Especially during elections, governments are brought to task on the promises that they have made throughout their tenure and the degree to which they have managed to deliver on those promises. Some governments take on more than others. Sometimes they may even fail to meet important objectives set forth in their own agendas or fall short in addressing fundamental issues of public good.
In order to ensure that the outputs of the system, in the form of public goods and services, are delivered to all citizens, a healthy yet delicate balance must be struck between the public, private, and not-for profit sectors. To achieve this balance, well-functioning democracies require the leadership and expertise of an effective and efficient government.
So how do governments know what issues or policies are most pressing? Why do some issues get on the agenda while others are left off? How does the government decide when it is their responsibility to intervene? In this workshop, Mel Cappe, former Clerk of the Privy Council, will explore the rationales for government intervention, the criteria for instrument choice, as well as the limits of government intervention and what types of issues are best left to the private and not-for-profit sectors.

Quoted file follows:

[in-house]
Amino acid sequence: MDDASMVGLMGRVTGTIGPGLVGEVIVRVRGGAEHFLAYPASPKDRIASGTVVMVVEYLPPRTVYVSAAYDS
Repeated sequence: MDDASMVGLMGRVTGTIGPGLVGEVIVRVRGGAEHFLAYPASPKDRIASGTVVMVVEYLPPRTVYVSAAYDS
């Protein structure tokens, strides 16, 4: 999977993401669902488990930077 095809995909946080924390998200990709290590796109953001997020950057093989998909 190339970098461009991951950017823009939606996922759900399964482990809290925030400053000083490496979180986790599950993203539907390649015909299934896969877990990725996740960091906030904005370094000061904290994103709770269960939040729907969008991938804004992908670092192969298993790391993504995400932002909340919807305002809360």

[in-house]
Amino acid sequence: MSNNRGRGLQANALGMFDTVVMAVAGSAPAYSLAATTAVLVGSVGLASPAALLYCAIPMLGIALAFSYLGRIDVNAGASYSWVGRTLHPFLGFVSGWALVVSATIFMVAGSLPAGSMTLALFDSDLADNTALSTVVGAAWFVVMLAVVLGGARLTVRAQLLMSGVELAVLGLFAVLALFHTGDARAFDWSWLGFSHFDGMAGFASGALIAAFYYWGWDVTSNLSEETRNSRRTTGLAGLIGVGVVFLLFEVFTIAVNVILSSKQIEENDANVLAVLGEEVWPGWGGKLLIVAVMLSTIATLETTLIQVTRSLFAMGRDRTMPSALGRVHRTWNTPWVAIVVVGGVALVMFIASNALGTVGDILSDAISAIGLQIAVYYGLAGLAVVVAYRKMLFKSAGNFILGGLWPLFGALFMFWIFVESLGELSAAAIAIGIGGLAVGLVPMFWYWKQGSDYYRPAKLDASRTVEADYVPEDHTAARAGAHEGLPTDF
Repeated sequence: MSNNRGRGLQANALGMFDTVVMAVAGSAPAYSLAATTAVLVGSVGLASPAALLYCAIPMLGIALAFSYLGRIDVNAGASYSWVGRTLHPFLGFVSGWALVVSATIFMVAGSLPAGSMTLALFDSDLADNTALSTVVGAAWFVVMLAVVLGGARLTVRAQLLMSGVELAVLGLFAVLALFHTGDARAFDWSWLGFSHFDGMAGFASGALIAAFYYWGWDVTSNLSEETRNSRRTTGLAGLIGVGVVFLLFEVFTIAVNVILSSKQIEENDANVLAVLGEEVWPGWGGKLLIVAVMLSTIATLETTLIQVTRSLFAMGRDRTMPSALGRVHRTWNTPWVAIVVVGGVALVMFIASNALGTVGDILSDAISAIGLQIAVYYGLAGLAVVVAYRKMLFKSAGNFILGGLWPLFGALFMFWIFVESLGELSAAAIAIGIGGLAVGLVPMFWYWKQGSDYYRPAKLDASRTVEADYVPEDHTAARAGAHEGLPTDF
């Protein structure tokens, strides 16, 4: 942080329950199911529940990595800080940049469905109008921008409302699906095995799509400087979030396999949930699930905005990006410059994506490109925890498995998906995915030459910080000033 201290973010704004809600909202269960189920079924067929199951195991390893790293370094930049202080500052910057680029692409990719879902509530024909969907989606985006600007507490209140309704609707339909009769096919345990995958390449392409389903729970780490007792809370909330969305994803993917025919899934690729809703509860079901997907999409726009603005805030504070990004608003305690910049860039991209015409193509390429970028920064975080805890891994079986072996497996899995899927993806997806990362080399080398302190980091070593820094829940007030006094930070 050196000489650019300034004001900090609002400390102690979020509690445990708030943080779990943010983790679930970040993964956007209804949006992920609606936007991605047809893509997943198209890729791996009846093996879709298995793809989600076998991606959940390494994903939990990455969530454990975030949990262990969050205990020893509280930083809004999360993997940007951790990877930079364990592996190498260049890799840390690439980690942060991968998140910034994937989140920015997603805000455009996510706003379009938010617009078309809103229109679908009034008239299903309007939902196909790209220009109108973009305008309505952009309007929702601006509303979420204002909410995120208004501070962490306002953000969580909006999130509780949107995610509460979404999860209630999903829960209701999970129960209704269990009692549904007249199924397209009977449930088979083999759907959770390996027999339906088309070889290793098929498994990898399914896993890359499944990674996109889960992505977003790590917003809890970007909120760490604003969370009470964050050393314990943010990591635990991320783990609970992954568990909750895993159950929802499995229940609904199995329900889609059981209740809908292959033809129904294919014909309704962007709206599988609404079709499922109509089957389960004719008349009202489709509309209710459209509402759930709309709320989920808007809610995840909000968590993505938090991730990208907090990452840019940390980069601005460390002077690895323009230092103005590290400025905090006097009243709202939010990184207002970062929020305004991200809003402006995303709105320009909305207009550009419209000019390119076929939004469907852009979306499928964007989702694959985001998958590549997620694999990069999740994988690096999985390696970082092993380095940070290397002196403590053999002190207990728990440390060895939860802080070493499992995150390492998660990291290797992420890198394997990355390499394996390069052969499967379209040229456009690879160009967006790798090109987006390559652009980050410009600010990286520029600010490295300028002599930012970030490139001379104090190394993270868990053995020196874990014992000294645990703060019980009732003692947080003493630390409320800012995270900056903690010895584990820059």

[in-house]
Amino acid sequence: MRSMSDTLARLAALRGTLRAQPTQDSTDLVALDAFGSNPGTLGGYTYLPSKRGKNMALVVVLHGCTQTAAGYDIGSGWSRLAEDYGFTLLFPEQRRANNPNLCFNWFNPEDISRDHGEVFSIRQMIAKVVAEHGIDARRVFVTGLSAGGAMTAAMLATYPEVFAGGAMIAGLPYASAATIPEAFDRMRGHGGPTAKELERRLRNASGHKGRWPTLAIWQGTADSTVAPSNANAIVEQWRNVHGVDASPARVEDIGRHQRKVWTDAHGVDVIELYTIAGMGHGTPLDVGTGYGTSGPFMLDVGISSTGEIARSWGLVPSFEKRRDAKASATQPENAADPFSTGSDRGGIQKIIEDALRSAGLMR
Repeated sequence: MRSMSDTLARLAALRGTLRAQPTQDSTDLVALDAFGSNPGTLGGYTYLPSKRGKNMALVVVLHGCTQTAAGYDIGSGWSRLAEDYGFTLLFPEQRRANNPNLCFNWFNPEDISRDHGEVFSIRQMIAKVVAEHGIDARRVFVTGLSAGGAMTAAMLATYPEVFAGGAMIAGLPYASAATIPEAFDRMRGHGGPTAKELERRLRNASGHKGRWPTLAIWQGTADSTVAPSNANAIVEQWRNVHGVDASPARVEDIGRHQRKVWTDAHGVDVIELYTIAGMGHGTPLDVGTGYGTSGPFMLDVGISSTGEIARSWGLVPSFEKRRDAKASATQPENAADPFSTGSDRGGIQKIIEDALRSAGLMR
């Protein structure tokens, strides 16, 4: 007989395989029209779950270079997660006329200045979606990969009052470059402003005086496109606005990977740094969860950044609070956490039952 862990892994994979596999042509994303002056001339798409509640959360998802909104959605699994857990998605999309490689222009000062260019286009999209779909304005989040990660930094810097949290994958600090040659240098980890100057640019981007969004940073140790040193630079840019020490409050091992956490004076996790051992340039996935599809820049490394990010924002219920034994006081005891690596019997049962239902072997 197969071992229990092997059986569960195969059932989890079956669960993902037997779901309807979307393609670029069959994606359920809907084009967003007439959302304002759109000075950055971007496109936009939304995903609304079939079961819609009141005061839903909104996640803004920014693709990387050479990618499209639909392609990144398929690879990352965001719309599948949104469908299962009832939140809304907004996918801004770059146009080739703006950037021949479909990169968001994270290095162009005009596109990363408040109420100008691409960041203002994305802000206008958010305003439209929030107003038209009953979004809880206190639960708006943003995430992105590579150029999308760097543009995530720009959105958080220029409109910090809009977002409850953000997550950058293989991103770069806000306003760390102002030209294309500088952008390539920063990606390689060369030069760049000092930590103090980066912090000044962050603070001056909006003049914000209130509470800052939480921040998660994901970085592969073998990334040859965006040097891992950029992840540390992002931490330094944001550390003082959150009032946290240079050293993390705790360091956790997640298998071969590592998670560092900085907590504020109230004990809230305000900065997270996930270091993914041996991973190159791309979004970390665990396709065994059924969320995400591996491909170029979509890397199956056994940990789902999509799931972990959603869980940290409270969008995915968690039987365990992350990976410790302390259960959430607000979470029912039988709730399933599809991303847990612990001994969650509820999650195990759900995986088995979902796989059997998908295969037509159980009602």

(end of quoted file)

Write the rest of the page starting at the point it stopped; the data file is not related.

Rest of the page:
Mr. Cappe, with years of experience at the head of the public service, is uniquely positioned to provide this inside view on how issues make it onto the government’s agenda and how those governments can and should go about fulfilling their ultimate objective: service to the public. Throughout the session, Cappe will draw on important lessons learned from his experience and explore important public policy issues, how current and past governments have handled those issues, and how future governments can ensure the most effective and efficient delivery of the public good.